So the clergy-in-the-death-chamber saga continues, each chapter stranger than the one before. Let’s connect the dots.

In February, to general condemnation (including my own), the U.S. Supreme Court allowed the execution of a Muslim inmate in Alabama who had been denied the presence of an imam in the death chamber, even though a Christian inmate could have had clergy present. After the outcry, in late March the justices switched their position, agreeing to stay the execution of a Buddhist inmate in Texas who has been denied the presence of a Buddhist priest in the death chamber, even though a Christian inmate could have clergy present.

Then, this week, after scratching its head for about 12 seconds, Texas hit upon perhaps the worst possible solution: Let’s not allow anybody to have clergy present in the death chamber. Then nobody’s being discriminated against.

Talk about carrying a bad joke too far. This is a bit like eliminating the public schools in order to avoid integrating them. (Don’t laugh: Prince Edward County, Virginia, actually tried this trick in the 1960s, only to be slapped down by the Supreme Court.)

The idea is so absurd that it sounds like a constitutional law final examination question — one most students could hit out of the park. The state is about to kill a man. Let’s imagine, for the sake of argument, that the condemned man deserves it. His last request on this earth is for the consolation of his faith in his final moments. Someone to pray with, to comfort him as his eyes close for the last time and he crosses into the great unknown. And the state’s answer amounts to: “Gentlemen, you can’t pray in here! This is the death room!”

Such a policy, surely, represents the very definition of cruel and unusual punishment. The state of Texas practically is begging to be sued; and the litigation surely will drag on; and if the courts are sensible, in the end this particular practice will not be permitted.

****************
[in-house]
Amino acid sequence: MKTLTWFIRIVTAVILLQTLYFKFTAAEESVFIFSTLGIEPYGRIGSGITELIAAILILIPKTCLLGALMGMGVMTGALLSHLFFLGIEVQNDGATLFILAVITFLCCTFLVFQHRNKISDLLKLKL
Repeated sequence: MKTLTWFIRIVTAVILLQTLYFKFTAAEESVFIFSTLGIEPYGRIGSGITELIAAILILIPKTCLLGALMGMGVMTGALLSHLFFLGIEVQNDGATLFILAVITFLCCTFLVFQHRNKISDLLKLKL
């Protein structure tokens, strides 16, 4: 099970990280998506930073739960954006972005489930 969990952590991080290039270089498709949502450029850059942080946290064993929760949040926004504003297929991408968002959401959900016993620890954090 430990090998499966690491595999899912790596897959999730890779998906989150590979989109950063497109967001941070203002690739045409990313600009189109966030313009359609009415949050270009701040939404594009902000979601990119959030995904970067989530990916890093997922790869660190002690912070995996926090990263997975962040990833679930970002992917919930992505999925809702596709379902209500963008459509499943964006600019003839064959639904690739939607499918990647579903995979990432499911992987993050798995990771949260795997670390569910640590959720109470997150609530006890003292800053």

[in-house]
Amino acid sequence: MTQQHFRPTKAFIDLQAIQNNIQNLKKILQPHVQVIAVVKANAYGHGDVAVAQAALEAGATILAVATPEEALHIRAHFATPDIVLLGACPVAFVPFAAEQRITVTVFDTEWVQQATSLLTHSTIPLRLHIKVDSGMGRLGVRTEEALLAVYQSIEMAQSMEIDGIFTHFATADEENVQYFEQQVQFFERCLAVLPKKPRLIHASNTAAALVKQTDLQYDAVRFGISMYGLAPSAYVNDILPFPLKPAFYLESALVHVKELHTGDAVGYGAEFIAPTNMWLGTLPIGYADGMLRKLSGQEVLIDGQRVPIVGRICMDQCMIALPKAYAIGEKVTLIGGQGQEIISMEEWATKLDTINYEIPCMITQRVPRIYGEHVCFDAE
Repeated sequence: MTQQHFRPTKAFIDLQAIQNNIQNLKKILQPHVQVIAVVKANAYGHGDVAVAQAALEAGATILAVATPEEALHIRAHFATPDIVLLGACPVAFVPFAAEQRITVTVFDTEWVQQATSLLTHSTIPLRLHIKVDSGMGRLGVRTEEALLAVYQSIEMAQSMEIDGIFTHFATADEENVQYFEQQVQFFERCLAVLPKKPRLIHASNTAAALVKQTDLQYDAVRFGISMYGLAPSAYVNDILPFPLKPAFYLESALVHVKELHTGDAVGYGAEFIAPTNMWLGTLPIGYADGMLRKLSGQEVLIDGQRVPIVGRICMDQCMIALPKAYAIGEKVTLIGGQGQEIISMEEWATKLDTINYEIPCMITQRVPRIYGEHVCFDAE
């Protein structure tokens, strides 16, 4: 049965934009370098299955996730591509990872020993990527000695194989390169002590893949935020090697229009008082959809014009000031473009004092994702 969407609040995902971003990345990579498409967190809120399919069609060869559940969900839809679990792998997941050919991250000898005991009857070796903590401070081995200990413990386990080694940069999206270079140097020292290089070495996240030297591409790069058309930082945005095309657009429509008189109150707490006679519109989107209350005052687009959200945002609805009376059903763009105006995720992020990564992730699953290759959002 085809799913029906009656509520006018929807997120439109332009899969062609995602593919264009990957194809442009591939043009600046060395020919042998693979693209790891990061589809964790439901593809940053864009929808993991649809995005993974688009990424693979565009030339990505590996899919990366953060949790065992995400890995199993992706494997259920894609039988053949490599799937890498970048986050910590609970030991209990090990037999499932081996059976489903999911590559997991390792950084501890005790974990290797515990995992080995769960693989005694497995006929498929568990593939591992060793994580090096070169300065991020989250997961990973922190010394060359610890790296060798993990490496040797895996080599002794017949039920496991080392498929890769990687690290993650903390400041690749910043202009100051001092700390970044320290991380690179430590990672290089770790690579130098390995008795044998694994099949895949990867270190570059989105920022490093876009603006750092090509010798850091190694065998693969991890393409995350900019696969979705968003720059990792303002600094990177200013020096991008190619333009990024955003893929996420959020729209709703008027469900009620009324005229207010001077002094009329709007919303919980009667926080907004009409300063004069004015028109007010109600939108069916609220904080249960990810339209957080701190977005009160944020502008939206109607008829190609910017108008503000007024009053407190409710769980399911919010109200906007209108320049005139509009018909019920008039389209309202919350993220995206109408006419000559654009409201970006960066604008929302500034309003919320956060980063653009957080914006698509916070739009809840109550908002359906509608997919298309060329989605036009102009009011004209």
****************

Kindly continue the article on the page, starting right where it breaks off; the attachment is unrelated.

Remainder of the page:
Now, those who are of a mind might decide to blame Justice Brett Kavanaugh, who actually suggested this possibility in his separate opinion concurring in last month’s grant of stay:

“A State may choose a remedy in which it would allow religious advisers only into the viewing room and not the execution room because there are operational and security issues associated with an execution by lethal injection.”

The problem, wrote Kavanaugh, is that things can go wrong, as they do in other “medical procedures.” OK. Chilling but true. Here’s his solution:

States therefore have a strong interest in tightly controlling access to an execution room in order to ensure that the execution occurs without any complications, distractions or disruptions. The solution to that concern would be to allow religious advisers only into the viewing room.

Well, let’s break this down. If you’re going to have executions, you’re going to have security problems, so of course not everybody can get into the death chamber. But before we decide that the obvious solution is that no inmate will be allowed a spiritual adviser at his side as his eyes close for the last time, we might at least want to compile a list of all the episodes in which executions have been disrupted by clergy of any faith.